ABSTRACT: The purpose of this survey was to determine how commonly, and in what clinical situations, German-based orthodontists use skeletal anchorage devices in daily clinical practice. In early 2013, a set of questionnaires on the subject of skeletal anchorage devices was mailed to 2459 members of the German Orthodontic Society (Deutsche Gesellschaft für Kieferorthopädie, DGKFO). The questions dealt separately with miniscrews (MSCs) and osseointegrated palatal implants (OPIs). The addressees were asked whether or not, as well as how frequently and in what clinical situations, they used these MSCs and/or OPIs, what their experience was, and to elaborate on their reasons for using or not using these devices. The rate of returned questionnaires was 48 %. To correctly interpret our data, it should be kept in mind that an unknown number of respondents did not distinguish between OPIs and palatally inserted MSCs. Overall, 62 % indicated that they did use MSCs and/or OPIs, although most of them (> 50 %) infrequently (≤ 2 new patients/3 months). Only ≤ 2 % were frequent users (> 2 new patients/week). While most users (> 70 %) indicated that their experience was mostly good, only ≤ 50 % considered the devices easy and trouble-free to use in daily clinical practice. The median percentage of insertion procedures conducted by the respondents themselves was 2 % for MSCs and 0 % for OPIs. Many of the non-users indicated that their treatment concept did not include suitable clinical indications (≥ 50 %), expressed skepticism about the success rates (56 % of MSC and 21 % of OPI non-users), or thought that the insertion procedures involved were too complex or time-consuming (33 % of MSC and 56 % of OPI non-users). A total of 62 % of German-based orthodontists participating in this survey indicated using skeletal anchorage devices, although most of them infrequently. Major reasons for non-use were lack of clinical indications, skepticism about the success rate of MSCs, and overly complex or time-consuming procedures of surgical OPI insertion.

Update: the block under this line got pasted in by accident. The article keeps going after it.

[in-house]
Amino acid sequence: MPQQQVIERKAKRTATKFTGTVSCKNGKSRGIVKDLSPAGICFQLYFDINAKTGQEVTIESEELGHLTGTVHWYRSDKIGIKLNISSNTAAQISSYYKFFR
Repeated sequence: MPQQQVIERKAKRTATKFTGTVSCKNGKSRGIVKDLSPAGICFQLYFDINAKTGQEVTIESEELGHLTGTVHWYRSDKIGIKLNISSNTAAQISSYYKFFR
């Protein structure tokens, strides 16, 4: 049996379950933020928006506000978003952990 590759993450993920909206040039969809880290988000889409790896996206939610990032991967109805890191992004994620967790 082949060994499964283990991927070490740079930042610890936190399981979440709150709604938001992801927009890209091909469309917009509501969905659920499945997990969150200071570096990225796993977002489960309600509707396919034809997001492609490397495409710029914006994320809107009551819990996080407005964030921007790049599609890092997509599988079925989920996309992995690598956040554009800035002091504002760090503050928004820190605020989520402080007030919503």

• Source
    [Show abstract] [Hide abstract]
    ABSTRACT: The aim of this animal study was to develop a model of orthodontic tooth movement using a microimplant as a TSAD in rodents. A finite element model of the TSAD in alveolar bone was built using μCT images of rat maxilla to determine the von Mises stresses and displacement in the alveolar bone surrounding the TSAD. For in vivo validation of the FE model, Sprague-Dawley rats (n = 25) were used and a Stryker 1.2 × 3 mm microimplant was inserted in the right maxilla and used to protract the right first permanent molar using a NiTi closed coil spring. Tooth movement measurements were taken at baseline, 4 and 8 weeks. At 8 weeks, animals were euthanized and tissues were analyzed by histology and EPMA. FE modeling showed maximum von Mises stress of 45 Mpa near the apex of TSAD but the average von Mises stress was under 25 Mpa. Appreciable tooth movement of 0.62 ± 0.04 mm at 4 weeks and 1.99 ± 0.14 mm at 8 weeks was obtained. Histological and EPMA results demonstrated no active bone remodeling around the TSAD at 8 weeks depicting good secondary stability. This study provided evidence that protracted tooth movement is achieved in small animals using TSADs.
    International Journal of Dentistry 09/2014; 2014:917535. DOI:10.1155/2014/917535